Breakfast of Champions: Michael Goar
The 3-time lottery winner tracks his path to Big Brothers Big Sisters
Jun 27, 2017

Words by Nichelle Brunner  | Photos by Josh Olson

Standing in the large meeting room at Big Brothers Big Sisters of the Greater Twin Cities in St. Paul, one could easily feel lost. The floor to ceiling glass windows and open space creates an environment that is inviting, but also the feeling that you are one among many.

How could a person command attention in this room?

Enters Michael Goar. Walking into the space confident and relaxed, he got the attention of YNPN Leadership Breakfast attendees without saying a word. The conversations around the room ceased as the Big Brothers Big Sisters CEO introduced himself.

Following his introduction, Michael had each young professional introduce themselves. He listened attentively and was extremely perceptive to each attendee’s response. Focusing on his mannerisms, it’s clear to see how the CEO was once a former educator and school superintendent.

Winning Three Lotteries

To start the breakfast off, Michael highlighted his “strange journey” to Big Brothers Big Sisters with a story about winning three lotteries and how early mentors helped prepare him for his current position.

“My journey to getting here is strange for me because this [non-profit industry] is not my world, but there were areas in my life where mentoring made a difference.”

Michael said that the first lottery of his life happened when he was ten years old in South Korea, where he was placed in an orphanage specifically for biracial children. “This guy named Sergeant Singley came into my life. He decided, as an African American G.I., that he would visit our orphanage. Someone who looks like us, made time for us—and that made all the difference for the kids, and that made all the difference for me.”

A few years later, Michael was adopted by a Minneapolis couple. When he entered high school, he won his second lottery.

“I had a coach who encouraged me to do more than I was doing and really pushed me to go to college. His name is George Myer and he became a mentor because he made me believe I was capable of things I thought I wasn’t capable of doing.”

Michael didn’t win his third lottery until graduate school. Though Dr. Carol Johnson was his third mentor, she is the one who has guided him the longest. Michael described her as his “third mother.”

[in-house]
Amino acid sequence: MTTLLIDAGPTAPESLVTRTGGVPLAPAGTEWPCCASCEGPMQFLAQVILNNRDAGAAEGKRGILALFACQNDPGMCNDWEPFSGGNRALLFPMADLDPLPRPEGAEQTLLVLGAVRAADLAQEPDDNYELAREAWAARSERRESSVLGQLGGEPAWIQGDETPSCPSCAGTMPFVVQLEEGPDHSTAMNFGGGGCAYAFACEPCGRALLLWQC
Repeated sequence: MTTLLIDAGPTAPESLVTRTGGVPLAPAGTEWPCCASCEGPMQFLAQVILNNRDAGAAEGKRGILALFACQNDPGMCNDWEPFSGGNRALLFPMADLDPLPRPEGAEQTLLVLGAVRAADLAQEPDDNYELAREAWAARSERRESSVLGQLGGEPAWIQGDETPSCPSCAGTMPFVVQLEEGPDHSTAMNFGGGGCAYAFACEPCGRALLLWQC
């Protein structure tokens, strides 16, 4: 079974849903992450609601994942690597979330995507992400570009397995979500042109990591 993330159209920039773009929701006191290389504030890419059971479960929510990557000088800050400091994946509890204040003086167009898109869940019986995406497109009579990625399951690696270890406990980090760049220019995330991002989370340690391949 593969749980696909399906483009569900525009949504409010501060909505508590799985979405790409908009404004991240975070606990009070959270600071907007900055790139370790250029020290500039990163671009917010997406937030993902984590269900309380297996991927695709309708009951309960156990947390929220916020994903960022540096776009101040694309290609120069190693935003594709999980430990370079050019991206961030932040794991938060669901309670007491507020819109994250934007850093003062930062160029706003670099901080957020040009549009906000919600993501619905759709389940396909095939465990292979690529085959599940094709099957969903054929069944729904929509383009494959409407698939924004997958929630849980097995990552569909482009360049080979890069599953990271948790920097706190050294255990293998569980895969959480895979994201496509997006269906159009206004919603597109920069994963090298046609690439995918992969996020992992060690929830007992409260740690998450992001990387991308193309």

From public schools to the nonprofit world

After graduate school, Michael dove into his career. As Michael began to outline his career path from public schools to his current position, he held up his iPhone. He wove a story of the significance of his iPhone during his public school journey and how that directly correlated to his significance as a human being.

“This piece of technology,” Michael said waving the iPhone, “defined so much of who I was. So when I moved to nonprofits and my phone wasn’t ringing all the time, I felt less important.”

With this anecdote, Michael talked about his experience working within the public school system. He started with Minneapolis Public Schools as a leader in K-12, then left for Memphis, Tennessee to become the Chief Operating Officer (COO) for Memphis City Schools. After that, he left for Boston to become the Deputy Superintendent of Boston Public Schools.

Michael remained in that position for nine years, before returning to the Twin Cities to become the founding executive director of Generation Next. Later, he returned to Minneapolis Public Schools to become the CEO.

Then he received a call from Big Brothers Big Sisters of the Greater Twin Cities, the largest and oldest mentoring agency in the region.

Bridging the gap

When an attendee asked Michael why he took the job to become CEO of Big Brothers Big Sisters of the Greater Twin Cities, Michael explained the importance of having mentors who look like him.

“Nonprofits are not my world, but having kids who look like me, who have a mentor is important. Kids are in school for five to six hours of the day, with instruction from teachers. The nonprofit world takes up for the other nineteen hours. Being in this position, I am able to be a champion who guides not only mentors, but also kids, and make a difference.”

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